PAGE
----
Jay-Z: Every crowd is different. Some will bring more out of you than others. But, you know, there’s a certain level that you go every night: gou give a hundred and ten percent. And some crowds pull out even more than that. Sometimes the crowd is just unbelievably excited and hyped and they pull out more than that. So it’s more of a vibe thing. You know it as an entertainer. Every entertainer knows when it’s a special night.

What is it about your individual talents that complement each other?

R. Kelly: Well, this man sittin’ next to me…He’s—like I always said—he’s like a director. He raps and then you see it in your mind, you know? He puts the picture in your mind. And that’s what I try to do with my music. I try to write to where people can not only hear and feel what my lyrics are saying but then can also see it in their head as they’re listening to it. And we’re both so dedicated to what we do. We’re born to do it. And that right there automatically gives us this perfect chemistry when we come together. Two great things together. It just says the best of both worlds. And that’s why we’re here doin’ this right now.

Jay-Z: To go further. We both come from hardship. We both come from tough neighborhoods. And that is inherent in our music. So he doesn’t sing love songs. It’s different things. It’s a different feel. You can feel the music. When a person put their self in the music no matter what they been through if it’s genuinely them and it’s from their heart you can feel it. And when someone else does that type of music, it’s like you’re automatically drawn to that person. And that’s just what it is.

Being among the best in your industry, what do you think of the other talent out there today?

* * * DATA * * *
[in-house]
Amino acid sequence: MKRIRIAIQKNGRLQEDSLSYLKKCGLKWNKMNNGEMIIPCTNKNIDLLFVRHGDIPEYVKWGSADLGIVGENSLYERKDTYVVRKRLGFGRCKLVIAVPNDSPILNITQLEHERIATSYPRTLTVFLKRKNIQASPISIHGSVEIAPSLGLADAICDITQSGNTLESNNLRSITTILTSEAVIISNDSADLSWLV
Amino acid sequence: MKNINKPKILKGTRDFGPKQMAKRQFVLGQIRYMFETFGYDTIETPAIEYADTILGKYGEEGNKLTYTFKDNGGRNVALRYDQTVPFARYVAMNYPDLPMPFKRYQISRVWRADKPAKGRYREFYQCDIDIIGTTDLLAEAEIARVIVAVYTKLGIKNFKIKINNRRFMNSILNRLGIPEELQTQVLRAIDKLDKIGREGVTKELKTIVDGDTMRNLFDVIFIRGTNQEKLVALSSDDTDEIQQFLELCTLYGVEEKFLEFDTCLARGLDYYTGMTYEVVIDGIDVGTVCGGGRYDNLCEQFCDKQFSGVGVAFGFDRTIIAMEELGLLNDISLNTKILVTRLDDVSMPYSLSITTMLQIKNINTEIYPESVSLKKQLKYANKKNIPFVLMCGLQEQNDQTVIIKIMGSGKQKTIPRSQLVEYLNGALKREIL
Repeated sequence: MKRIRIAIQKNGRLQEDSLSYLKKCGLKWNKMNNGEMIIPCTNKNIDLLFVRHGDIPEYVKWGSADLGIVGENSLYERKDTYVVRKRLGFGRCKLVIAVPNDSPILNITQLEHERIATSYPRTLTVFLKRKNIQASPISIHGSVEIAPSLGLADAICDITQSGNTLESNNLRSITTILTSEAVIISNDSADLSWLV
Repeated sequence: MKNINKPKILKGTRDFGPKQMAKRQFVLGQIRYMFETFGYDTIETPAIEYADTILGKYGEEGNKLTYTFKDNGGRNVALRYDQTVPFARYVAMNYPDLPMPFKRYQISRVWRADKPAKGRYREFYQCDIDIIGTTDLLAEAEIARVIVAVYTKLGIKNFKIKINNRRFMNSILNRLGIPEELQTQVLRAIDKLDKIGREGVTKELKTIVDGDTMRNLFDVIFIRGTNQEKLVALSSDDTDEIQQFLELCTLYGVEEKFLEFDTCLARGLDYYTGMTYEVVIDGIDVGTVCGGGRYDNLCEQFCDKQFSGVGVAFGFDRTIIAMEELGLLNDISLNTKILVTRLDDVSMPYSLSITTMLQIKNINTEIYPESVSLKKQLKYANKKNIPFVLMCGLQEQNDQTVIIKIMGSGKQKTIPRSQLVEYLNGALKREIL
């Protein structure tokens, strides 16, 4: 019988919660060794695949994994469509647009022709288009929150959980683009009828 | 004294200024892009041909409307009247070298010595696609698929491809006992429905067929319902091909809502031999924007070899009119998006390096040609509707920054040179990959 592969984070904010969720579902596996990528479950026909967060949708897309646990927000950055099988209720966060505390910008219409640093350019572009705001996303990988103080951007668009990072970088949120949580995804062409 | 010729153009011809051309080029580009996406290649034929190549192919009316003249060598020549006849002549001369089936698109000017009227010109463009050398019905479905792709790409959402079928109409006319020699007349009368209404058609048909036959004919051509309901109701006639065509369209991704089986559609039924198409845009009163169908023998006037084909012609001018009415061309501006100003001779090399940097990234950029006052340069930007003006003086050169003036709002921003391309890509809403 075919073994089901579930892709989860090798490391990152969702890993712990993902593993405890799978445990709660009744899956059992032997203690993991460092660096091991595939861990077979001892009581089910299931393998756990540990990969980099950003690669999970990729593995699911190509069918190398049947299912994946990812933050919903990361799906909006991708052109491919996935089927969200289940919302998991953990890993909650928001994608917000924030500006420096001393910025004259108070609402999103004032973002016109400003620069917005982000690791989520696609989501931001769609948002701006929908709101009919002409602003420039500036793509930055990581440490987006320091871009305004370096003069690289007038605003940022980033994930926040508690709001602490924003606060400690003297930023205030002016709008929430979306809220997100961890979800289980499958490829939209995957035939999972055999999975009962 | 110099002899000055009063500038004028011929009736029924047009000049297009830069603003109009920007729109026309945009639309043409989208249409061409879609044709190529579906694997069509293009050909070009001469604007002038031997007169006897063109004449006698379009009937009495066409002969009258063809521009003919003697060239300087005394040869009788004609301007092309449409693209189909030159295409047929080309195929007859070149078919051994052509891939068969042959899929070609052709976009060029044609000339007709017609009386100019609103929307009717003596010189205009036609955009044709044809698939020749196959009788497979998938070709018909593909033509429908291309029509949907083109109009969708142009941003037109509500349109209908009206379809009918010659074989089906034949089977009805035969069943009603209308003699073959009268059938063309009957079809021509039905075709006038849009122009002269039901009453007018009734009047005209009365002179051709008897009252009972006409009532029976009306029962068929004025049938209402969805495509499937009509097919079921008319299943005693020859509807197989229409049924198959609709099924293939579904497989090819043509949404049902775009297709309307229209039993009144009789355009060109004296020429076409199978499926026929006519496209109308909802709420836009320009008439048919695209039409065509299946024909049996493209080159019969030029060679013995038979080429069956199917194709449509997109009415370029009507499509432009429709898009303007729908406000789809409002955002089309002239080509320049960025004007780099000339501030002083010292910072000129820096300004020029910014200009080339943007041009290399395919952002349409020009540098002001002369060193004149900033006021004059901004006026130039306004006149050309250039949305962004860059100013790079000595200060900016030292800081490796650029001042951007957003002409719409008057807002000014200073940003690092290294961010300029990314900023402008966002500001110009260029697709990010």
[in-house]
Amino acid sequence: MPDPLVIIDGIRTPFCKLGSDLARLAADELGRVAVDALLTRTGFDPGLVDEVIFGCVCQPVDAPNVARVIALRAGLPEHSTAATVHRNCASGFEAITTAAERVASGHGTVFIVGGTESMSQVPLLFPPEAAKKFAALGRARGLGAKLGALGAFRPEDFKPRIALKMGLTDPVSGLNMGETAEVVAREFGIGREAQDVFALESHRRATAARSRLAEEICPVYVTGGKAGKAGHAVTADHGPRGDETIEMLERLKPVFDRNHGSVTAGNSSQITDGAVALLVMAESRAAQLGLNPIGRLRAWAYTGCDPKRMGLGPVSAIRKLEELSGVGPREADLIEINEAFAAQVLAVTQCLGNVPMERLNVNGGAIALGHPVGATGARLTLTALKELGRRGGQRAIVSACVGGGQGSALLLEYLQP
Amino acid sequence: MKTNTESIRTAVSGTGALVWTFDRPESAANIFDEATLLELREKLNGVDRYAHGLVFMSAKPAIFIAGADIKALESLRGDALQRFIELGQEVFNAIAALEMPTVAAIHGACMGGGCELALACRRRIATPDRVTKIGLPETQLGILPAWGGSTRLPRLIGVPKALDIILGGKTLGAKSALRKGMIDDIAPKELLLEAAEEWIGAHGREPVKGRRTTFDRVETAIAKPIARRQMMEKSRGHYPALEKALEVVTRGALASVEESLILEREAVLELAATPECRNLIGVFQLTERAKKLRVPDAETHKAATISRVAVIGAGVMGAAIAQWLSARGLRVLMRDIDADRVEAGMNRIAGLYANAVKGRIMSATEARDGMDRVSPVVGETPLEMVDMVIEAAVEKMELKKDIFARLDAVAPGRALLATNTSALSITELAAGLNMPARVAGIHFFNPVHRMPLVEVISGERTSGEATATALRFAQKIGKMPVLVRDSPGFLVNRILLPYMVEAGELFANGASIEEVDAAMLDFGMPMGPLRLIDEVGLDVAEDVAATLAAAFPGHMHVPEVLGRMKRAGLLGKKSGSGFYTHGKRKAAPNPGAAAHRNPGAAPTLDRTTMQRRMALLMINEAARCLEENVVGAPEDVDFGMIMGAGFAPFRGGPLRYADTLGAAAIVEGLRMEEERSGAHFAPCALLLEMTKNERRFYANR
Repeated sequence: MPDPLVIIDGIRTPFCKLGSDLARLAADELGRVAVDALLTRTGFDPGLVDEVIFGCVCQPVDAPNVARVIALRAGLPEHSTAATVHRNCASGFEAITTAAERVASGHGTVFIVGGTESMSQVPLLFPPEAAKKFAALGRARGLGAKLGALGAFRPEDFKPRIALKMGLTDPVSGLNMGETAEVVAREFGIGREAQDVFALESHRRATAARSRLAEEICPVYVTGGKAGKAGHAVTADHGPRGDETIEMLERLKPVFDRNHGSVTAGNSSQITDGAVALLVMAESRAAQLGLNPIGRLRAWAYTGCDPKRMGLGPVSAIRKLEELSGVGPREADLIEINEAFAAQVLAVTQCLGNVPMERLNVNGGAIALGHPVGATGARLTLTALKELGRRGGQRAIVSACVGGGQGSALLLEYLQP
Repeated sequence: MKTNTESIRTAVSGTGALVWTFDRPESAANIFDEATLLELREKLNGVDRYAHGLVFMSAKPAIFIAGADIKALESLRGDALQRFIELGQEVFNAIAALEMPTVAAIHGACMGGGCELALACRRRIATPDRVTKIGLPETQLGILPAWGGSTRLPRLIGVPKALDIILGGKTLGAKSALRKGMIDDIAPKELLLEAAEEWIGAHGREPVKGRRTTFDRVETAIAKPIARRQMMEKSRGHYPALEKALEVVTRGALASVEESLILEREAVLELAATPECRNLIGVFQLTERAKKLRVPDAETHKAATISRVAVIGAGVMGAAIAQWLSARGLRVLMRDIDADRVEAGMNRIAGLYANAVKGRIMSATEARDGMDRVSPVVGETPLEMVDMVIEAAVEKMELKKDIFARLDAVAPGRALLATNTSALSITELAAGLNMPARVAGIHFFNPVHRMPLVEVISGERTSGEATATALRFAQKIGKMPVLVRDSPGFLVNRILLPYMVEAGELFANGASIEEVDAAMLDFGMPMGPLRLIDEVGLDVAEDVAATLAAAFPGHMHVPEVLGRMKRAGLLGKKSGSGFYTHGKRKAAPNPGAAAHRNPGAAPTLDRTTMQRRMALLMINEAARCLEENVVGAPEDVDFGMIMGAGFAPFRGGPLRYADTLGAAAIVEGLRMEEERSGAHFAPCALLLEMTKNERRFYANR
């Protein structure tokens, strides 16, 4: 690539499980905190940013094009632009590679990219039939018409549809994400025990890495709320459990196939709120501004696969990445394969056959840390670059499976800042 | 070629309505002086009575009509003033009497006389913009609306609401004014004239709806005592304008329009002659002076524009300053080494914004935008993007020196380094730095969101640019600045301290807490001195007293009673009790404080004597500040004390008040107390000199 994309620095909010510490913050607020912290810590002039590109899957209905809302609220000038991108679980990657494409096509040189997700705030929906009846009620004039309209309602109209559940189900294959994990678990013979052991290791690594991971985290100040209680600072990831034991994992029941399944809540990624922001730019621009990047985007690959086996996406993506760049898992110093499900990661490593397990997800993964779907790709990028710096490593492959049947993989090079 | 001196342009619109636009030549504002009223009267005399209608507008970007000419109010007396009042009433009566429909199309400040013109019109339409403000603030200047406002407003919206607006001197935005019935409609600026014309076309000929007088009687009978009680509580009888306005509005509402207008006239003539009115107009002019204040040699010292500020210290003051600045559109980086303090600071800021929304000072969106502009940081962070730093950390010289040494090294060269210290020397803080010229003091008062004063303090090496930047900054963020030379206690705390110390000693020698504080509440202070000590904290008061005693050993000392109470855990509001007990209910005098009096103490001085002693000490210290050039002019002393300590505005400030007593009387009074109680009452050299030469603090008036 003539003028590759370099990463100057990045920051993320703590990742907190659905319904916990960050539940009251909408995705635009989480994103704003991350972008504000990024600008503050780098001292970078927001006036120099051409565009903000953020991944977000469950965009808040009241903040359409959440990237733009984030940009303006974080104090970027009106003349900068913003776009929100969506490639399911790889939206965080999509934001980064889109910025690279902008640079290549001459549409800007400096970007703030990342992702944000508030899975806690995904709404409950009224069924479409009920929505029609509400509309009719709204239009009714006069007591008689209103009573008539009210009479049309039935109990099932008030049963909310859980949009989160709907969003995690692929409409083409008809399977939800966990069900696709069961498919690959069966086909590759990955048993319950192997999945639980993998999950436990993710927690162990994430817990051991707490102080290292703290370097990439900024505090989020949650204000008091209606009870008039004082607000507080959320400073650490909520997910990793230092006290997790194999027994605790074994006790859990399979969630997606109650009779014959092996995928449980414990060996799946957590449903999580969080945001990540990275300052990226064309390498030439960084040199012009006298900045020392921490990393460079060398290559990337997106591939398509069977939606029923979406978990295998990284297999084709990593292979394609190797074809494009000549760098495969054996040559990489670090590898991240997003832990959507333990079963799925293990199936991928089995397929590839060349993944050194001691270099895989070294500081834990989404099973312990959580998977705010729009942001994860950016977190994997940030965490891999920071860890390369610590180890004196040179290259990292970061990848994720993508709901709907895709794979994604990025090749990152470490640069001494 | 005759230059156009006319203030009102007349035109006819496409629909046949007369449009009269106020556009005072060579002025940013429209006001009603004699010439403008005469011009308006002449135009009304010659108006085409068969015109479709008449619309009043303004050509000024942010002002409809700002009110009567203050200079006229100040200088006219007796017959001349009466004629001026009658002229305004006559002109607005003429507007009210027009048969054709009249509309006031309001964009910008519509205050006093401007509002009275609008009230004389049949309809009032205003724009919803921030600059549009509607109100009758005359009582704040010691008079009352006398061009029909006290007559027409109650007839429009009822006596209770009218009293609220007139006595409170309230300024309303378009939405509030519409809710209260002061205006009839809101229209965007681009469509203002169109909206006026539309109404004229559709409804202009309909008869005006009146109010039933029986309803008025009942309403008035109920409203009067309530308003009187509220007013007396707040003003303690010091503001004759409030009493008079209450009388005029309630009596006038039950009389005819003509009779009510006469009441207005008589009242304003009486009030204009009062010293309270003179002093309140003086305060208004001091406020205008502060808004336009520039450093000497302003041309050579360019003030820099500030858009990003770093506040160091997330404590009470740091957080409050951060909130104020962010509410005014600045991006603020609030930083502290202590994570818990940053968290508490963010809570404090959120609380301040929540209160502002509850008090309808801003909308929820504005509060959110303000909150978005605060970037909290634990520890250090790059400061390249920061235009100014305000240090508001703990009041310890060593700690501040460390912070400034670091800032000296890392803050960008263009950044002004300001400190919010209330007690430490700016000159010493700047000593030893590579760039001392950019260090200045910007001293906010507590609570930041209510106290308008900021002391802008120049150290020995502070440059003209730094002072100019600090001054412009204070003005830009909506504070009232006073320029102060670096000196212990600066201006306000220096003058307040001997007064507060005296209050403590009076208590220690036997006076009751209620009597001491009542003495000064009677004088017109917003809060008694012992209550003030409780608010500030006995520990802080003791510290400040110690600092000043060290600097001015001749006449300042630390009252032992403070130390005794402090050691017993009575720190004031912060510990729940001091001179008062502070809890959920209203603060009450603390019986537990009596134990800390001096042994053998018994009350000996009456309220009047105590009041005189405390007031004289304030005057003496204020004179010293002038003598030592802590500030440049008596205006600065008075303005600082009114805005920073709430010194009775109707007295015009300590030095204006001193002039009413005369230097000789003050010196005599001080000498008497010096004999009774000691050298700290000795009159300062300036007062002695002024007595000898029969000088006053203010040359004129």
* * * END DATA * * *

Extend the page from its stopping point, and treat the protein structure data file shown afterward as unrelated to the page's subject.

Jay-Z: I believe in hip-hop as a culture and I believe in our artists. But what I think has given us longevity in this game is that we give ourselves, you know? We’re not always the perfect person, sometimes we’re vulnerable, sometimes we make mistakes. And we sing about those mistakes. A lot of artists are scared to go there. You have to go all the way there. I look at the people that purchase my music as not fans but family, you know? And I give them myself and he does the same thing with his music. I just think more artists need to do that instead of trying to make a type of song. Hip-hop is so big now that people think about commercial success before they think about making music. I tell the young guys around my studio this all the time: “You’re just makin’ a song, you’re not makin’ music.” Make music. Go in there and lose yourself. Close your eyes. Turn the lights off in the booth if you have to.

R. Kelly: Me and Jay—we don’t write songs, you know? We write life. A lot of guys go out there and they just write songs, you know? We write what everybody goes through, From partyin’ to clubs to makin’ the song cry, which is a spiritual type of hip-hop song. But that’s what we do, we write life. And I tell guys too around the studio, ‘Man, you’re not gonna get anywhere writing what you think people want to hear. You’ve got to write from your heart, whatever you goin’ through. And if they accept it, they do. If they don’t, they don’t. As long as you know you came from the heart.

Jay-Z: And that’s what longevity is about. And that’s what happens with longevity. We grew up relating to music, you know? Trouble Man, Marvin Gaye, and things like that. We grew up relating to music, Big and ‘Pac. We grew up relating to their struggle. So that’s what ensures longevity. When you give yourself people grow with you.

Is there any sort of twist in the show?

R. Kelly: We don’t got. We got hits. We got hits and we’ve had hits ever since we’ve been in the business. We’ve done our homework. We’re honest with our fans and we’ve been there with our fans. They’ve been there with us. And I think that’s our twist right there. That’s our magic right there that’s gonna bring people to the venues and have us entertain them in a way they’ve never been entertained before.

Jay-Z: We really don’t want to give away too much of the show because we want people to be really be genuinely in shock and awe. We doin’ the shock and awe campaign.

+ Charlie Craine